The Blog of
Nadine Dorries
The Northern chemist.
Posted Monday, 28 May 2007 at 12:16

Graham Brady MP, a past shadow minister for schools, has broken ranks with the Conservative front bench today on the issue of grammar schools. He has evidence which proves that the existence of a grammar school within an area raises the standards of education in all schools in that area. Here are the facts;

 

In areas with no selection 42.6% of children attain GCSE at A* to C in subjects including English and Maths.

 

In partially selective areas that figure rises to 46%.

 

In wholly selective areas, those where children still sit the 11+, that figure rises to 49.8%.

 

We have comprehensive schools all over the country who stream, i.e., siphoning off the top 15% who are good at English and Maths and putting them into ‘top sets’. It works to a degree, but not well enough, as the results demonstrate.

 

Selection provides academic children from all backgrounds with the education they need in order to equip them to compete in the future labour market, with children who have been through the independent and public school system. Fact - Like it or hate it, loathe it or love it, it’s a fact.

 

The top players in any high earning sector in this country have been through through the independent or private sector. This is a situation which according to many has become worse since the demise of the grammar school, that is also a shocking fact.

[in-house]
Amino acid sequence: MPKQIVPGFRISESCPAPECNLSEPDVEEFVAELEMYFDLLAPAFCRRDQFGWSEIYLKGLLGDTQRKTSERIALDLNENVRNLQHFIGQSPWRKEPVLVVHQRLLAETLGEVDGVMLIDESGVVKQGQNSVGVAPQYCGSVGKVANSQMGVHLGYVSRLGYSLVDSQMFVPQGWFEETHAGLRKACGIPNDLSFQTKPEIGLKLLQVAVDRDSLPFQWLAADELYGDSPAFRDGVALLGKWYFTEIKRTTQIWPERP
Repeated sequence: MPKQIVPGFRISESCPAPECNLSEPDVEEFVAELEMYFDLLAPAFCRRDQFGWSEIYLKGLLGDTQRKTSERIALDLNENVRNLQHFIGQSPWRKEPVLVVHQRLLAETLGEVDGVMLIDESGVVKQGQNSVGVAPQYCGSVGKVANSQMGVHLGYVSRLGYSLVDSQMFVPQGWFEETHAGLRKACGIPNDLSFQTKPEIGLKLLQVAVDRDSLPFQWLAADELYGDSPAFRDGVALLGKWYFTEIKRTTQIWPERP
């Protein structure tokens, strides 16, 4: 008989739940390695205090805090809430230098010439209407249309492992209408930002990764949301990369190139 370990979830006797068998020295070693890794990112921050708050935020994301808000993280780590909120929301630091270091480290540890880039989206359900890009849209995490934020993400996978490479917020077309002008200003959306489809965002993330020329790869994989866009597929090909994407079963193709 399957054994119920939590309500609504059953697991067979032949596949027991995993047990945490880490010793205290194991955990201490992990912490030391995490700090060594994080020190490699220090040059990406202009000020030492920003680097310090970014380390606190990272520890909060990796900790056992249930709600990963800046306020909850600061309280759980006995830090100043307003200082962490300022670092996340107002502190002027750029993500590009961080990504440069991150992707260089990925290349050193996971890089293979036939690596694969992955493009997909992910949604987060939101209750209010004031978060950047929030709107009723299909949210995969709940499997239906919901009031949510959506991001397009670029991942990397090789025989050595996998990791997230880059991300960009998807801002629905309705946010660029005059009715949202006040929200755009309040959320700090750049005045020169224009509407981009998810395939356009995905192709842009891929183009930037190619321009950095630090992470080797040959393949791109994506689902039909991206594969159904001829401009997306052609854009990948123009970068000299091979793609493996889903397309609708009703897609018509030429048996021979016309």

The majority of kids whose parents are on the Conservative front bench, or indeed in the Labour government, have sat the common entrance exam at age 13. They will have been coached and schooled and put through a selective education system from their first day at school, to ensure that they are well equipped to continue this process.

 

Streaming in comprehensives is not the answer, partly as a result of the modern playground culture. Every school now has its ‘popular kids’. Every child wants to be the ‘popular kid’, or at least be in the friendship group which attaches itself to the ‘popular kid’.